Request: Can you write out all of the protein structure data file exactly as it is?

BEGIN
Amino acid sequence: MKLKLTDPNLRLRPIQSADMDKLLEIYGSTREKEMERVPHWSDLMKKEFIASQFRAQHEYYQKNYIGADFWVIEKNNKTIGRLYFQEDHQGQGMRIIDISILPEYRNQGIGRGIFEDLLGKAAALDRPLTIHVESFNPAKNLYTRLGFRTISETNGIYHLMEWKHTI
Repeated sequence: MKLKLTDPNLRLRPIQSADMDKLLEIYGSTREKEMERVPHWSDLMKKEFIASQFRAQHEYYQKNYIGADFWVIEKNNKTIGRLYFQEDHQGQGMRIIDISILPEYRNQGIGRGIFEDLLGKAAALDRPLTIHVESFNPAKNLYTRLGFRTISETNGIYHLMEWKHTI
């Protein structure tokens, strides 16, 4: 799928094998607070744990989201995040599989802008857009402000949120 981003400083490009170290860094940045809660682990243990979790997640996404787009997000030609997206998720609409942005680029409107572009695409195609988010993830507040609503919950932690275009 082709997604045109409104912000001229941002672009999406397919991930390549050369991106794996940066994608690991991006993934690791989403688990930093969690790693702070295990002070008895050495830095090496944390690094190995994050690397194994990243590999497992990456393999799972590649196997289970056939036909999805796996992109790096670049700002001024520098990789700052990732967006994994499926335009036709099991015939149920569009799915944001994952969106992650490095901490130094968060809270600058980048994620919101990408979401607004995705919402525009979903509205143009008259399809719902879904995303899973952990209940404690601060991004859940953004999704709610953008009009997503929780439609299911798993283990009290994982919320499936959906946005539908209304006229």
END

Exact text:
Amino acid sequence: MKLKLTDPNLRLRPIQSADMDKLLEIYGSTREKEMERVPHWSDLMKKEFIASQFRAQHEYYQKNYIGADFWVIEKNNKTIGRLYFQEDHQGQGMRIIDISILPEYRNQGIGRGIFEDLLGKAAALDRPLTIHVESFNPAKNLYTRLGFRTISETNGIYHLMEWKHTI
Repeated sequence: MKLKLTDPNLRLRPIQSADMDKLLEIYGSTREKEMERVPHWSDLMKKEFIASQFRAQHEYYQKNYIGADFWVIEKNNKTIGRLYFQEDHQGQGMRIIDISILPEYRNQGIGRGIFEDLLGKAAALDRPLTIHVESFNPAKNLYTRLGFRTISETNGIYHLMEWKHTI
């Protein structure tokens, strides 16, 4: 799928094998607070744990989201995040599989802008857009402000949120 981003400083490009170290860094940045809660682990243990979790997640996404787009997000030609997206998720609409942005680029409107572009695409195609988010993830507040609503919950932690275009 082709997604045109409104912000001229941002672009999406397919991930390549050369991106794996940066994608690991991006993934690791989403688990930093969690790693702070295990002070008895050495830095090496944390690094190995994050690397194994990243590999497992990456393999799972590649196997289970056939036909999805796996992109790096670049700002001024520098990789700052990732967006994994499926335009036709099991015939149920569009799915944001994952969106992650490095901490130094968060809270600058980048994620919101990408979401607004995705919402525009979903509205143009008259399809719902879904995303899973952990209940404690601060991004859940953004999704709610953008009009997503929780439609299911798993283990009290994982919320499936959906946005539908209304006229």